With one of Florida’s key starters sidelined Saturday for the 56-0 win over Vanderbilt, the Gators and coach Dan Mullen called on No. 11 to step up.
Yet this time it wasn’t quarterback Kyle Trask stepping in for Feleipe Franks, as he’s done since Franks’ season-ending injury against Kentucky, but rather true freshman Mohamoud Diabate.
The native out of Auburn, Alabama, started against the Commodores in place of the injured Jabari Zuniga, whose ankle will require evaluation in the offseason, and Jeremiah Moon, and the 6-foot-2 pass-rusher did more than simply handle his business.
“I always felt like I had the talent. I just had to mature and get the opportunity to do so,” said Diabate. “So, when the time came – I talked to Moon last night – I told him I was going to take care of it.”
Diabate recorded a sack in each of the first three quarters Saturday, giving him half of UF’s six sacks on the day, with his final one resulting in Jon Greenard’s 80-yard fumble return for a touchdown.
In a game where freshmen often go from dominating at the high school level to developing at the collegiate level, Diabate showed the poise of an upperclassmen. There had been glimpses of greatness from the freshman, yes, yet it hadn’t translated into production — until Saturday.
“He had three sacks. That’s a pretty good day, right?,” Mullen asked rhetorically. “When you’re talking next-guy up mentality, OK, we’ve done that all year. I know we play a lot of young guys, we try to rotate a lot of guys, like I want to do. We played a lot of guys today, we played them early, which was one thing I want to make sure (of was that) we got guys into the flow of the game right away and we were able to do that both offensively and defensively, and I think it paid off for us as the game went on.”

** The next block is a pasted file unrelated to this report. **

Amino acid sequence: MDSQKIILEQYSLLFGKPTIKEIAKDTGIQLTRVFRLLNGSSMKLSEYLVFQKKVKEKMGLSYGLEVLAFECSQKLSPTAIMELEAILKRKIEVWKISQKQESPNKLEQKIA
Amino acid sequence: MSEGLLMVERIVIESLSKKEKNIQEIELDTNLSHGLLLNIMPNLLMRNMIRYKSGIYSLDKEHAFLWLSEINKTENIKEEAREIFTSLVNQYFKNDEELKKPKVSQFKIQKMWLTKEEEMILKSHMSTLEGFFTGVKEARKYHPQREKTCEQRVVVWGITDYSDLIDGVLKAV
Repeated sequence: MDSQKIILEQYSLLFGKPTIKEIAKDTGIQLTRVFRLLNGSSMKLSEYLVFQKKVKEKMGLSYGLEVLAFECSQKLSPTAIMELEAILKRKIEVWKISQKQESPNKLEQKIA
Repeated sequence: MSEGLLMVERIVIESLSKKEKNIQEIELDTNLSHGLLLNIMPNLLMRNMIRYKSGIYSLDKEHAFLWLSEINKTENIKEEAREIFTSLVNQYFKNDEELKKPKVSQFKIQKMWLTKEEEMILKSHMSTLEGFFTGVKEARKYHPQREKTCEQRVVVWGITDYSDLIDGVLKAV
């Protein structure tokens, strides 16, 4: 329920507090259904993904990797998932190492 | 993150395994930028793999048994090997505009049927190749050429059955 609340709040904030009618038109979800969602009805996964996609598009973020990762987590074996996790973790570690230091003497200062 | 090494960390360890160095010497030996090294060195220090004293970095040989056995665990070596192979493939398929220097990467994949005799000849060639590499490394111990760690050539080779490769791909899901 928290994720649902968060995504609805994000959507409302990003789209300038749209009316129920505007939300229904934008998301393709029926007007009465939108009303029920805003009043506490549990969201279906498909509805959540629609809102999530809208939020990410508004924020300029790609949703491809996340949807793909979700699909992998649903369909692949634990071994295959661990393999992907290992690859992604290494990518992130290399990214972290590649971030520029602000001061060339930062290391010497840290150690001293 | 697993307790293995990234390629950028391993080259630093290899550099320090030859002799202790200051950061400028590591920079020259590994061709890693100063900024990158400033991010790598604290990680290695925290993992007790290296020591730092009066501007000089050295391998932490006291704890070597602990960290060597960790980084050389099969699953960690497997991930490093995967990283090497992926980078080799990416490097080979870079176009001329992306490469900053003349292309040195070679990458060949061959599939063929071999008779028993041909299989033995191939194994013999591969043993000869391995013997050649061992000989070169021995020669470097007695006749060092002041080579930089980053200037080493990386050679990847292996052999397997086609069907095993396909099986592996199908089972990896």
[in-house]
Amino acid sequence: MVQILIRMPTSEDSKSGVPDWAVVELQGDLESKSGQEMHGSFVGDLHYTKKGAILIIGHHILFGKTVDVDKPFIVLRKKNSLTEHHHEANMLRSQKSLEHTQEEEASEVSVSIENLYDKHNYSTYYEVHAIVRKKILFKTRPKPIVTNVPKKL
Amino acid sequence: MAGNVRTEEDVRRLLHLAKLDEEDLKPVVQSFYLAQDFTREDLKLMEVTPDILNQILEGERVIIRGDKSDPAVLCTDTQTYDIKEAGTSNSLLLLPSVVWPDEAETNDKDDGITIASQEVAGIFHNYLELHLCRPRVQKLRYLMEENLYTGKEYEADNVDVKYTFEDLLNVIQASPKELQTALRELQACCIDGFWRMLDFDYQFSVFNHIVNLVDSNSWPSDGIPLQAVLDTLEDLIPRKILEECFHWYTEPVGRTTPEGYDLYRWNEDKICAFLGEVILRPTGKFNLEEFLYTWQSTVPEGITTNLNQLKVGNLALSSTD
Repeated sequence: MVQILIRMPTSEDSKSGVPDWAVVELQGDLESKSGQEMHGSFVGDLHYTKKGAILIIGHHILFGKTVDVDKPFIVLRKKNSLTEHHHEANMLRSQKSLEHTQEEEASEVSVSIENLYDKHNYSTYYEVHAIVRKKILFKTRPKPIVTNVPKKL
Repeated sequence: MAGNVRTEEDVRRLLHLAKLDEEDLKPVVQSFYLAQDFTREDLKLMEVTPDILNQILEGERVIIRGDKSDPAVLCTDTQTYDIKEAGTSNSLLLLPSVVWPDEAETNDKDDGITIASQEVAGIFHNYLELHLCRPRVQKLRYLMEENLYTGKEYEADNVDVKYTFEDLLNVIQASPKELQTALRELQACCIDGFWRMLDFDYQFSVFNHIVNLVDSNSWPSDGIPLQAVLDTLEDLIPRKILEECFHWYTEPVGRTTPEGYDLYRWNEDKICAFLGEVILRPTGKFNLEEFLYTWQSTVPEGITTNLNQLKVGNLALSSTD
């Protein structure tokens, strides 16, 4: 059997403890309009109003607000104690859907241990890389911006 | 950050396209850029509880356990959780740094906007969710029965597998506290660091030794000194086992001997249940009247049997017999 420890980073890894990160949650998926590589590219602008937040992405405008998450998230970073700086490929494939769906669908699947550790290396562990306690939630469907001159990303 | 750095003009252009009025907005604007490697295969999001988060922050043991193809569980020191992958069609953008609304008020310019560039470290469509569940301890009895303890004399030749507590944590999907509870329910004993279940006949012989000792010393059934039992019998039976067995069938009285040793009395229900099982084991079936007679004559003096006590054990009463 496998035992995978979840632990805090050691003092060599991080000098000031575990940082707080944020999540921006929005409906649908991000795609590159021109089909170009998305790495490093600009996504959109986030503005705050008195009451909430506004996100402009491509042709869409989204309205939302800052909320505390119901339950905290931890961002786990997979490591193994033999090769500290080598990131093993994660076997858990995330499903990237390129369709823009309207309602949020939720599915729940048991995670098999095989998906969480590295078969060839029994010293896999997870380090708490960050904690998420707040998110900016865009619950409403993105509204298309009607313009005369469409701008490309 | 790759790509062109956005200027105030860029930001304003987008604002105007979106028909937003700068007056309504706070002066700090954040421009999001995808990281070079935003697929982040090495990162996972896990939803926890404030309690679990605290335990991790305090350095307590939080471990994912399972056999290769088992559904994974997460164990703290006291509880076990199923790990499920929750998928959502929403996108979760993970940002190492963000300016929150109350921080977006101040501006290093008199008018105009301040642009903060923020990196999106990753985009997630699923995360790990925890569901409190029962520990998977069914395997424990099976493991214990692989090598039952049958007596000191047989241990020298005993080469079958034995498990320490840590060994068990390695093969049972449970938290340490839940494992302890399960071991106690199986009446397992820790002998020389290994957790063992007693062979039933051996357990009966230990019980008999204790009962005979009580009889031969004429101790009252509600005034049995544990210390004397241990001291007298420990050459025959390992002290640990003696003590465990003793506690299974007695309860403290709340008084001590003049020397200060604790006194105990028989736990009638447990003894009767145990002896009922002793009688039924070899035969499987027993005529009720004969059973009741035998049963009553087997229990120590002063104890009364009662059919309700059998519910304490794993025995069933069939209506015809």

For Diabate, the season’s preparation culminated in Saturday’s showing, considering he’s played in all seven SEC contests; in the aftermath, it would have been easy to take the credit rightfully bestowed upon him, yet Diabate could only credit his teammates and UF’s coaching staff.
“I feel like coach (Todd) Grantham called a great game, the rest of my teammates, the (secondary) had great coverage and Greenard off the other side,” Diabate said. “All that stuff helped me do what I was able to do.”
But Grantham wasn’t the one personally charged with getting to Vanderbilt quarterback Deuce Wallace, and his teammates seemingly weren’t creating pressure at Diabate’s rate.
That strip-sack not only gave Greenard the first touchdown of his career, it also prevented the Commodores’ best scoring opportunity, ultimately allowing UF to secure its third shutout of the 2019 campaign.
“I was like, ‘Man, we got to find a way to make sure they don’t score because we want to shut them out.’ So, I was like, ‘Man, let me see if I can get a sack to get them out of field-goal range’,” he said. “I wasn’t really thinking about a strip-sack, but then, when I came off the end, he wasn’t looking – you know, he’s a right-handed quarterback, so I was on his blindside. So, I was just like, ‘Let me take a swipe at it.’ I just thought I’d sacked him, and then I looked up and saw Jon running, and I was like, ‘Wow.’”
Considering Zuniga’s impact remains to be seen, and the Gators will also be without linebacker Jeremiah Moon for the rest of the season, and it’s clear why Diabate’s performance was critical for assuaging fears regarding UF’s pass rush. Now the Gators, and Diabate, will hope his breakout performance becomes a consistent presence among UF’s defensive line.
“I feel like we’re doing what we need to be doing in practice, following what coach Mullen said — we had great intensity in practice. I feel like that showed when we came on the field today,” Diabate said. “I think if you look at the (fact) they didn’t score – I feel like we got our edge back. We played the way that we expect to play.”